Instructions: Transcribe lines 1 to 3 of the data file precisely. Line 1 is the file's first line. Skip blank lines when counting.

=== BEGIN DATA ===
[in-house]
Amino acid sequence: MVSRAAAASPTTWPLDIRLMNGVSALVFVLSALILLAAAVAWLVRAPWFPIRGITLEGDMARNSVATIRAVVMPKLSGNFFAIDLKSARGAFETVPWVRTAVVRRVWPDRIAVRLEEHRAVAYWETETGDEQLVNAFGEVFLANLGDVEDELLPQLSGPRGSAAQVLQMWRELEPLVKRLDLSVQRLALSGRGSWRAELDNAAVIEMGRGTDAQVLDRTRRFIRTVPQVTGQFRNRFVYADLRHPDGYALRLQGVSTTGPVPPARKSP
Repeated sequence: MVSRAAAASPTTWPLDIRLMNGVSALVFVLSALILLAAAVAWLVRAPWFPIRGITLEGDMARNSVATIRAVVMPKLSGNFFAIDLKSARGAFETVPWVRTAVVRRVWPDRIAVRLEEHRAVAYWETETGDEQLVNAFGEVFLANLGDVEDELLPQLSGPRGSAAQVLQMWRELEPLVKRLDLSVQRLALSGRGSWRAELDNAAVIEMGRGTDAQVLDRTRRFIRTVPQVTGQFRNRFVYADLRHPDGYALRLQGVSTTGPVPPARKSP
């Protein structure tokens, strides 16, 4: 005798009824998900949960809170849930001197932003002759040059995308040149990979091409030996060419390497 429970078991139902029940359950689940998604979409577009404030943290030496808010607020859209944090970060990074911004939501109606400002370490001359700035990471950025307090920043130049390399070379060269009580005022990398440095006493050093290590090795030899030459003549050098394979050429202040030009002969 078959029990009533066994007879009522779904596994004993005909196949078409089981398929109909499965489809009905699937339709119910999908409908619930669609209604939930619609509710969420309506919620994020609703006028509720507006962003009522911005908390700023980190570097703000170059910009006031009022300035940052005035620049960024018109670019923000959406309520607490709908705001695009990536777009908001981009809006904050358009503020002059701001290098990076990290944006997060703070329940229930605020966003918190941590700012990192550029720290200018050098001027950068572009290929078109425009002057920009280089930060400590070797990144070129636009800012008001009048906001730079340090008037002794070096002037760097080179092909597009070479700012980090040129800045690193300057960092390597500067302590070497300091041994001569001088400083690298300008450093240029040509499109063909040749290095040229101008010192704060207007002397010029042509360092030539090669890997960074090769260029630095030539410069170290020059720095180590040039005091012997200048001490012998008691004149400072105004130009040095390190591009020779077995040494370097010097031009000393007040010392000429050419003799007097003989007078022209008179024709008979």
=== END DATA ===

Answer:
[in-house]
Amino acid sequence: MVSRAAAASPTTWPLDIRLMNGVSALVFVLSALILLAAAVAWLVRAPWFPIRGITLEGDMARNSVATIRAVVMPKLSGNFFAIDLKSARGAFETVPWVRTAVVRRVWPDRIAVRLEEHRAVAYWETETGDEQLVNAFGEVFLANLGDVEDELLPQLSGPRGSAAQVLQMWRELEPLVKRLDLSVQRLALSGRGSWRAELDNAAVIEMGRGTDAQVLDRTRRFIRTVPQVTGQFRNRFVYADLRHPDGYALRLQGVSTTGPVPPARKSP
Repeated sequence: MVSRAAAASPTTWPLDIRLMNGVSALVFVLSALILLAAAVAWLVRAPWFPIRGITLEGDMARNSVATIRAVVMPKLSGNFFAIDLKSARGAFETVPWVRTAVVRRVWPDRIAVRLEEHRAVAYWETETGDEQLVNAFGEVFLANLGDVEDELLPQLSGPRGSAAQVLQMWRELEPLVKRLDLSVQRLALSGRGSWRAELDNAAVIEMGRGTDAQVLDRTRRFIRTVPQVTGQFRNRFVYADLRHPDGYALRLQGVSTTGPVPPARKSP